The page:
You have to do that because Internet Explorer doesn't support the second argument, whereas all other browsers requires you at least to set it to null.
The man who comes back through the Door in the Wall will never be quite the same as the man who went out.
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I inherited a website, www.planttox.com, from students who are now on to other things. Among all of those .php and a few other kinds of files do I start to understand this thing. I see CSS and Codeignigter and MySqL etc.
What is the first file the php program goes to to put up the home page?
I started with the basic tutorials like those found on Tizag. I found a few Ebooks to read in my freetime and immediatly started to write what I was learning, using it in anyway possible.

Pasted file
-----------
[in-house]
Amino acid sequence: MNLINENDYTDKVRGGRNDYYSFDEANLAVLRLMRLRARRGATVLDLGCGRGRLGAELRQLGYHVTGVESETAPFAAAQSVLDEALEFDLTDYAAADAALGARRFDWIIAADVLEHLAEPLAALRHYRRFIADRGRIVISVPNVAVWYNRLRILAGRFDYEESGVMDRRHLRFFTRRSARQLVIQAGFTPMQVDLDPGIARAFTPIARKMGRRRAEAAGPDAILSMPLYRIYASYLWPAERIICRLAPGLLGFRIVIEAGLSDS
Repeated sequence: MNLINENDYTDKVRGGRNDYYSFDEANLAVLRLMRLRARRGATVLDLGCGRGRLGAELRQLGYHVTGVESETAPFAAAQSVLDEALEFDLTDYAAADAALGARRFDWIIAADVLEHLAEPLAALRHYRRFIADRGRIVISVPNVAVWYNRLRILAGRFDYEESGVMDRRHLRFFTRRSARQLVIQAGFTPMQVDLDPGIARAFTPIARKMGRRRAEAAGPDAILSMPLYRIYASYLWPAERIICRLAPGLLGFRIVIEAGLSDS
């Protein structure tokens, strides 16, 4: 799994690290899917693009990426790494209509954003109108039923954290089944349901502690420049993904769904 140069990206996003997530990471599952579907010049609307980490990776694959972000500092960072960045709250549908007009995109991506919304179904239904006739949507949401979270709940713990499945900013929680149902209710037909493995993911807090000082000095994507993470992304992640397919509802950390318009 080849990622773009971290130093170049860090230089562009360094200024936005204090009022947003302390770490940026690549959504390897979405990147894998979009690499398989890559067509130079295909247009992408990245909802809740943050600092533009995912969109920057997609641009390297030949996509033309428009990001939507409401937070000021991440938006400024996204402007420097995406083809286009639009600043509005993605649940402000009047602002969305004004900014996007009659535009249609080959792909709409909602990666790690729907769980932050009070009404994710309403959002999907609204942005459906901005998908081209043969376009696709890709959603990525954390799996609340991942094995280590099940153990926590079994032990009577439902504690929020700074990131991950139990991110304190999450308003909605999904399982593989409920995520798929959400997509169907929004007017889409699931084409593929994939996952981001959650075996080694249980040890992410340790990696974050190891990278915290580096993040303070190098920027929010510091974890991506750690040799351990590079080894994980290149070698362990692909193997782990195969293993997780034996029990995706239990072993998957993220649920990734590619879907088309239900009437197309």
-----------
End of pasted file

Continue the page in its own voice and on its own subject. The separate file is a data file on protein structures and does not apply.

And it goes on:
I also checked out other tutorials from Pixel2Life.com and various other sites, just to see how people were using code to get certain tasks done. It helps you understand the dynamics of performing certain tasks and using built in functions.
One thing - never copy and paste code. It will not help you learn, it will only impede the learning process. Write what you see, and eventually work on adding your own little scraps in, even if it doesn't do anything special. You will start to understand the syntax a lot quicker.
Most importantly, stick with it. It seems hard and complicated at first, but it will eventually come together. I remember when I first started learning I thought I would never figure the language out. And sure, there are some things I don't have experience with, but that's what the PHP manual is for. Once you have a good understanding of the language and can do basic things, head over to the manual, sift through things you've never worked with ( like for me, I am trying to focus on learning all the built in array functions and their purpose ) and try them out, writing code to work with them.